I’m still sick and feeling sorry for myself, though actually the chicken pie did help a bit.
So did the good news about our educational website. #1 daughter points out that we’re be highly successful with the website that doesn’t pay anything, while our rankings have slipped at the one that brings us work. It’s true. But it seems to me that it’s a worthwhile project. Bill Bryson, in At Home: A Short History of Private Life, points out that the country rector of the 18th and 19th centuries often had a good income and education, and very little work to do. This allowed them to do some amazing things in the way of research and philanthropy, bringing us a whole lot of amazing scientific breakthroughs.
For a long time we focused on the things with the best ROI. But perhaps the internet now encourages us to spend time on things with less obvious monetary value, simply because it’s easy. We can all blog and review stuff and make websites and write for Wikipedia, and some of that stuff turns out to have value for someone eventually — occasionally even monetary value. This is the argument I present to #1 daughter.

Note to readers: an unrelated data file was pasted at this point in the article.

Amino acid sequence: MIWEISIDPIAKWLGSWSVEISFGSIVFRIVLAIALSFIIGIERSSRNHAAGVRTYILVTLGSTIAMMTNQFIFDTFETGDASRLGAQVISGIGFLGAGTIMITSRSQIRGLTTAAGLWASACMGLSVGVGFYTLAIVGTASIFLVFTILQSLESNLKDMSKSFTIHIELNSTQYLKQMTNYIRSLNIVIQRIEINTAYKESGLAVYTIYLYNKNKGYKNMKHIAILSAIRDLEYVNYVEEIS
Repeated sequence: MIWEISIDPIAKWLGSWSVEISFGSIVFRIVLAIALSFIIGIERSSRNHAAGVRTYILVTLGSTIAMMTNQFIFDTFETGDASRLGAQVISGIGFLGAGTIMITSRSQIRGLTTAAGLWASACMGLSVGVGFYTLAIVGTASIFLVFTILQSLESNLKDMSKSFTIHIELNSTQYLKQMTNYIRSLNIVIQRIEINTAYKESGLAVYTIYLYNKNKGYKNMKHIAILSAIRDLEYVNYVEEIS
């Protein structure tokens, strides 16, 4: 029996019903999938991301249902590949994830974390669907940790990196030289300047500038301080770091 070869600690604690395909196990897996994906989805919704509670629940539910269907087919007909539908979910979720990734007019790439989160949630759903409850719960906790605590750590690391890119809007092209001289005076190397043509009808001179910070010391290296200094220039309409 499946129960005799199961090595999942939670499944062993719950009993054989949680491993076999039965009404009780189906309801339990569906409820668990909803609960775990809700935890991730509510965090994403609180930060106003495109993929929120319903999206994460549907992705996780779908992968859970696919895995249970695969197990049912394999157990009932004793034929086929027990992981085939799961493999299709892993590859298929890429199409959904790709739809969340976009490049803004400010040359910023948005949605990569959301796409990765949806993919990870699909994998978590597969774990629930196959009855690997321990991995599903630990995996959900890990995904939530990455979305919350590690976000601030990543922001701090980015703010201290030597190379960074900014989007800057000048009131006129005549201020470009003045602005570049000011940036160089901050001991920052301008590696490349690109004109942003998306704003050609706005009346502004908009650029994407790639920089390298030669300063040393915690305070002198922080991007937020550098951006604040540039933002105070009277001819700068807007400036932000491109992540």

She’s right, though; if we were doing as much for our company website as for the educational one, we might be richer than we are now.
Right now we have a bunch of proposals out. I feel reasonably rich right now, though the business owes people some money, and if any of those proposals comes through I will feel quite rich. As one of the guys I interviewed recently says, getting to get up every morning and do what you love is being rich.
Breakfast and aspirin may help me feel more like doing what I love and less like going back to bed and feeling sorry for myself. But I am planning to quit at lunchtime if I still feel this rotten. Blogging and grading of papers first.